MENLO PARK, Calif. — Even as a federal agency gave a California biotech firm the go-ahead to begin the first human trials of therapy employing human embryonic stem cells, a federal court approved a pro-life legal action that could lead to blocking President Obama’s promised expansion of federal funding for research using these cells.
Geron Corp. of Menlo Park, Calif., is seeking people paralyzed by spinal injuries to be the first human test subjects for the clinical use of human embryonic stem cells, which some scientists say is dangerous, wasteful of taxpayers’ dollars and unethical.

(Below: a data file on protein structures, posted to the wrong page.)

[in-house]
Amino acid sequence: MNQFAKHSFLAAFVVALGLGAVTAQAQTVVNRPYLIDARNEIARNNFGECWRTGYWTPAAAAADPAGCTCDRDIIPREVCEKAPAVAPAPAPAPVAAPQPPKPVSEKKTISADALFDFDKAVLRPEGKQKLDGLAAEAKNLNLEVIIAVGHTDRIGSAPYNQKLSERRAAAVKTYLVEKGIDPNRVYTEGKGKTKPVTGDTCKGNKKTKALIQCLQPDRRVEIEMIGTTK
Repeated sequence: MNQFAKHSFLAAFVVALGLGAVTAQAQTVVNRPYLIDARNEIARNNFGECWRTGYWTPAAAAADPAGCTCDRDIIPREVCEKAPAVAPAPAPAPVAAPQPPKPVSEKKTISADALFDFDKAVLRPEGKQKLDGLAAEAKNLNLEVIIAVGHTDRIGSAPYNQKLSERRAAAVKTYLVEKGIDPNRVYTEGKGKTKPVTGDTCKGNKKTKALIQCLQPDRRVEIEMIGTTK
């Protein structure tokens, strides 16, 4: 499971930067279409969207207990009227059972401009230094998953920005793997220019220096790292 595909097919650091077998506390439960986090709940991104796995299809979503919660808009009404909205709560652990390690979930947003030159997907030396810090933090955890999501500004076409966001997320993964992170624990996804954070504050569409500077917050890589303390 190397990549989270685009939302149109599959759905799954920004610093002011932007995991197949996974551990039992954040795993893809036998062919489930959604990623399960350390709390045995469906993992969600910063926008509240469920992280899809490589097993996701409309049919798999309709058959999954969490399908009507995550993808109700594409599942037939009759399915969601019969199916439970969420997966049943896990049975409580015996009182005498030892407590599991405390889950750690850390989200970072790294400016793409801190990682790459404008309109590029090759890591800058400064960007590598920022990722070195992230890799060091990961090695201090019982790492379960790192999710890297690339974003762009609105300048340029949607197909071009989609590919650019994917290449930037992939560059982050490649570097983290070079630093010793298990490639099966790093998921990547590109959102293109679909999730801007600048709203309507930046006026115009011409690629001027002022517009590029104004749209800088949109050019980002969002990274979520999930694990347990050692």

Stem cells are undifferentiated, primitive cells that have the ability both to multiply and to differentiate into specific blood cells and other cell/tissue types. This ability allows them replace dead or defective cells and/or tissues.
Embryonic stem-cell research, which involves the killing of a unique human being in an attempt to cure different diseases, has proven not only lethal and costly, but has not produced a single cure. On the other hand, adult stem-cell research, which utilizes cells from adult tissues or umbilical cords, does not require the taking of human life. It has proven successful in treating more than 70 kinds of cancers and autoimmune diseases such as multiple sclerosis.
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